Chapter 2: When grief and trauma come together

What may help

I've been there
Marc speaks about how hearing from others about their grief helped him, and how his own grief changed from day to day. (3:22)Video transcript

Before the accident, I didn’t have a lot of anxiety. But for a long time afterwards, if I couldn’t get hold of a family member, I would freak out and get hysterical, crying and being very anxious. I wasn’t able to function until I knew where they were. It's better now, but that is still a trigger for me.

If your trauma response is significantly interfering with your life, you will most likely need professional support from a therapist or counsellor who is trained in trauma work. Hoping that things will get better without seeking this support is likely to extend your distress and disrupt your grief. You may need to address your trauma response first, or you might need to move between it and your grief.

If you’re not sure that your experience was “traumatic,” consider seeking help from a professional with training and experience in trauma and grief. They can help you to understand and manage difficulties you are having. By reaching out for help, you can work to reduce your distress more quickly and find ways to engage more fully with your life.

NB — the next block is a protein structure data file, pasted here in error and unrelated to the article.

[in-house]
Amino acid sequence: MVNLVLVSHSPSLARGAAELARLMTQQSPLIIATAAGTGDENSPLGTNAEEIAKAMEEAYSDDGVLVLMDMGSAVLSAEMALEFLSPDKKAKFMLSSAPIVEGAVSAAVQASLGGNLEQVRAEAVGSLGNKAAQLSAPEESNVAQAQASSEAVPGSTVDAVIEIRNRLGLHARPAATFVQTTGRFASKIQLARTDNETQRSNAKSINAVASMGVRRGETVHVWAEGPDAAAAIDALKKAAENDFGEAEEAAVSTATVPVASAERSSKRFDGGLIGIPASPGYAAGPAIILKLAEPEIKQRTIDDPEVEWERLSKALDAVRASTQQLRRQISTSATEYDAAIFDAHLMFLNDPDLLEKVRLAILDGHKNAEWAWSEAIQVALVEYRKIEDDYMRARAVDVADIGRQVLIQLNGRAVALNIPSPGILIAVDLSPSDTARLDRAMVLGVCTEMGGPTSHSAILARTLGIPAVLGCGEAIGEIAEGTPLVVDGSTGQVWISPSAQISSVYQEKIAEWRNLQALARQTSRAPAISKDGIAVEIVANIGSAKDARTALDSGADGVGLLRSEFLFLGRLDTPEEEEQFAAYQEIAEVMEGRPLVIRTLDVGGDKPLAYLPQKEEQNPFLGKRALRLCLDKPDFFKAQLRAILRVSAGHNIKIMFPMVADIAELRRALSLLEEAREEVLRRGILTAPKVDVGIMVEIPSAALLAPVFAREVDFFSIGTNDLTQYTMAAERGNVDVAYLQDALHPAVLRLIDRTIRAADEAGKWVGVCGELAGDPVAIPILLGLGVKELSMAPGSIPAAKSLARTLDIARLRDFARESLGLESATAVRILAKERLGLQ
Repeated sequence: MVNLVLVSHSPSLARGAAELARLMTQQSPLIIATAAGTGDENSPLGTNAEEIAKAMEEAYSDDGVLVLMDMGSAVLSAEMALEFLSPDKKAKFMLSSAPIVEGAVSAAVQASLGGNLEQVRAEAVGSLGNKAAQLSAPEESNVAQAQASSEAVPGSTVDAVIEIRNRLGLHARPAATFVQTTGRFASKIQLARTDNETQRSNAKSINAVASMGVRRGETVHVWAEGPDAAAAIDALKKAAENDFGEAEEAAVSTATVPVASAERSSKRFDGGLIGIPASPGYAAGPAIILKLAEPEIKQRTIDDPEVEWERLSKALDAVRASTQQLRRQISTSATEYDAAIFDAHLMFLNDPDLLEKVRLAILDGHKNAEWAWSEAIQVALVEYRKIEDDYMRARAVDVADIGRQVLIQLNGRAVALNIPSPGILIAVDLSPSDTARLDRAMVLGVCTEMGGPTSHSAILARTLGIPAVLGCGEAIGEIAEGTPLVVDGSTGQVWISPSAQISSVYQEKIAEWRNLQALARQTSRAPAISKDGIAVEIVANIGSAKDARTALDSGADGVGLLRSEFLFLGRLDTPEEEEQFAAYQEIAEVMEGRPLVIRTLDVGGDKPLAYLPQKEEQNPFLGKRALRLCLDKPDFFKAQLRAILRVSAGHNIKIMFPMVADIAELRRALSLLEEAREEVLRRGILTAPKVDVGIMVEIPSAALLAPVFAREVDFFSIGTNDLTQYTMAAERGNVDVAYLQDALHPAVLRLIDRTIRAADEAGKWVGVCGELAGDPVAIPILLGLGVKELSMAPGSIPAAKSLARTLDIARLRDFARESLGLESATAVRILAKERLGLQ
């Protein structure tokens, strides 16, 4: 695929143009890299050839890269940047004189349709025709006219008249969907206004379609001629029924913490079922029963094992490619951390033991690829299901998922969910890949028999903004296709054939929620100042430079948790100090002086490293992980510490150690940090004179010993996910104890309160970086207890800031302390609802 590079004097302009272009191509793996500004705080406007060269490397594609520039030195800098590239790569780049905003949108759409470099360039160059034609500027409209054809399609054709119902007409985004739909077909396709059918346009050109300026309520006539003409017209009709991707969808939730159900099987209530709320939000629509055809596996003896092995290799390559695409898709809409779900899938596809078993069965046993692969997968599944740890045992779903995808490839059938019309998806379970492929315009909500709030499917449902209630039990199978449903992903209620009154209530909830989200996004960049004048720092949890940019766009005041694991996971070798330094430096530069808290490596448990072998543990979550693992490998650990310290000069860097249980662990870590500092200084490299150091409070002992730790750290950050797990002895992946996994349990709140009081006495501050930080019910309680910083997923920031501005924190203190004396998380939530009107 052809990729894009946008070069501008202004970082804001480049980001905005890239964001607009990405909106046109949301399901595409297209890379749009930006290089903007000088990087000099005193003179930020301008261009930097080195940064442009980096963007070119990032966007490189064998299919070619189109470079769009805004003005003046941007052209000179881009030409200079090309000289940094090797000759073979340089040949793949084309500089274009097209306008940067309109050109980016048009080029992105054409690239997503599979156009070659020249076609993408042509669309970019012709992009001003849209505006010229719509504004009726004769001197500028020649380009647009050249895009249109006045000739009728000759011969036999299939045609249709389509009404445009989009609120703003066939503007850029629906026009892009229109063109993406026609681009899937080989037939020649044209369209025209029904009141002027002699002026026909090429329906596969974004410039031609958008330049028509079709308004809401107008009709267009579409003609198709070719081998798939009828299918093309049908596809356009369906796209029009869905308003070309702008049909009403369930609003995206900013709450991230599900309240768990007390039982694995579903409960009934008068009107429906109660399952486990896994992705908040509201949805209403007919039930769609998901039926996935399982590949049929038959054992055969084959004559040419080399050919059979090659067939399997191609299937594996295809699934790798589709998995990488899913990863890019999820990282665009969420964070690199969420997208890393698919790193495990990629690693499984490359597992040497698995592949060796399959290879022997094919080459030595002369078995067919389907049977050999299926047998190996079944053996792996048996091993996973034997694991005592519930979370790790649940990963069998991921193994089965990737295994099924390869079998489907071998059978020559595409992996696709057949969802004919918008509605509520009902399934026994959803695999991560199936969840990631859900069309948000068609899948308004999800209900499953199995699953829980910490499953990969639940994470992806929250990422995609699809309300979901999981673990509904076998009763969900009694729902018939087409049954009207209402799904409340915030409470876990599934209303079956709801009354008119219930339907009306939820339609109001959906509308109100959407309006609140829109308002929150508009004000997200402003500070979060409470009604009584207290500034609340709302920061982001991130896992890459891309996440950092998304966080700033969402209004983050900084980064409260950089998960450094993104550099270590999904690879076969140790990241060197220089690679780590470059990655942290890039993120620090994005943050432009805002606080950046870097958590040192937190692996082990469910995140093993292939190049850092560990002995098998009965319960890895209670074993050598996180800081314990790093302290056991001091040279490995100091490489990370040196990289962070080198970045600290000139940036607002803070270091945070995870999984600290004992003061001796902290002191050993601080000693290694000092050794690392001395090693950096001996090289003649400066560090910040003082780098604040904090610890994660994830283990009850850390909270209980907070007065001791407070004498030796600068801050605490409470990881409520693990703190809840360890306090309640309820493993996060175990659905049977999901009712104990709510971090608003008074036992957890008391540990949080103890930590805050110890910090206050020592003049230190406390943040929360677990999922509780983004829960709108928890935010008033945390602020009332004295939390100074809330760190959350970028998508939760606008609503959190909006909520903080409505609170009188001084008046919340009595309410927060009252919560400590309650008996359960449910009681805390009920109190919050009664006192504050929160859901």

You may find that naming your experiences and using self-assurances can also help. For example:

“That was a flashback. I am safe now.” 

“This is my grief surfacing. I recognize the waves.”

“These are my grief [or trauma] responses. They are normal.” 

You may also want to find a safe and supportive place where you can tell and retell your story in your own way and time, such as a professionally supervised peer-support group with others who have experienced a similar loss.